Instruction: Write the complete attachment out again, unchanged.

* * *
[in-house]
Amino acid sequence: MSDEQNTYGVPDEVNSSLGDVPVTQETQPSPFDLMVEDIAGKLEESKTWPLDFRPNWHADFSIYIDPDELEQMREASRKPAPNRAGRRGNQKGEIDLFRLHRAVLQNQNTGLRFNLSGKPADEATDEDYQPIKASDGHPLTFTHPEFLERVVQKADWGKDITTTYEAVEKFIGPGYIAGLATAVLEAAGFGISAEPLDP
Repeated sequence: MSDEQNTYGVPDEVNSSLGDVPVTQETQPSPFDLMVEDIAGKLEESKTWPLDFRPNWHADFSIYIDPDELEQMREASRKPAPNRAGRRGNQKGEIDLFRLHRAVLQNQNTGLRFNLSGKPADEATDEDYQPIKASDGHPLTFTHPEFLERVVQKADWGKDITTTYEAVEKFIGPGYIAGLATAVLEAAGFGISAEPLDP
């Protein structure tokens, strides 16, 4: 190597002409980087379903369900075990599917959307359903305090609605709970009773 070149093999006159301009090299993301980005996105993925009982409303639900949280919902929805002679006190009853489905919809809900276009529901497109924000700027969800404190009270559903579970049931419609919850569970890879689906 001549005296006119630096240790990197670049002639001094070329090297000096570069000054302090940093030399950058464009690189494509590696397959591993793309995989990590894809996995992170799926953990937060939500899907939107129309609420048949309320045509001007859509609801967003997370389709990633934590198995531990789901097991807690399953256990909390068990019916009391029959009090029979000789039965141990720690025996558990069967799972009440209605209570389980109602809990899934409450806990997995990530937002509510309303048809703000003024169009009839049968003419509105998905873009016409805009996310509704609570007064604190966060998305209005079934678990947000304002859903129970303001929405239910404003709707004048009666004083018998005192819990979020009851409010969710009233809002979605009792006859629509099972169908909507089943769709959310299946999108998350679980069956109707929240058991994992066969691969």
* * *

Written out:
[in-house]
Amino acid sequence: MSDEQNTYGVPDEVNSSLGDVPVTQETQPSPFDLMVEDIAGKLEESKTWPLDFRPNWHADFSIYIDPDELEQMREASRKPAPNRAGRRGNQKGEIDLFRLHRAVLQNQNTGLRFNLSGKPADEATDEDYQPIKASDGHPLTFTHPEFLERVVQKADWGKDITTTYEAVEKFIGPGYIAGLATAVLEAAGFGISAEPLDP
Repeated sequence: MSDEQNTYGVPDEVNSSLGDVPVTQETQPSPFDLMVEDIAGKLEESKTWPLDFRPNWHADFSIYIDPDELEQMREASRKPAPNRAGRRGNQKGEIDLFRLHRAVLQNQNTGLRFNLSGKPADEATDEDYQPIKASDGHPLTFTHPEFLERVVQKADWGKDITTTYEAVEKFIGPGYIAGLATAVLEAAGFGISAEPLDP
């Protein structure tokens, strides 16, 4: 190597002409980087379903369900075990599917959307359903305090609605709970009773 070149093999006159301009090299993301980005996105993925009982409303639900949280919902929805002679006190009853489905919809809900276009529901497109924000700027969800404190009270559903579970049931419609919850569970890879689906 001549005296006119630096240790990197670049002639001094070329090297000096570069000054302090940093030399950058464009690189494509590696397959591993793309995989990590894809996995992170799926953990937060939500899907939107129309609420048949309320045509001007859509609801967003997370389709990633934590198995531990789901097991807690399953256990909390068990019916009391029959009090029979000789039965141990720690025996558990069967799972009440209605209570389980109602809990899934409450806990997995990530937002509510309303048809703000003024169009009839049968003419509105998905873009016409805009996310509704609570007064604190966060998305209005079934678990947000304002859903129970303001929405239910404003709707004048009666004083018998005192819990979020009851409010969710009233809002979605009792006859629509099972169908909507089943769709959310299946999108998350679980069956109707929240058991994992066969691969």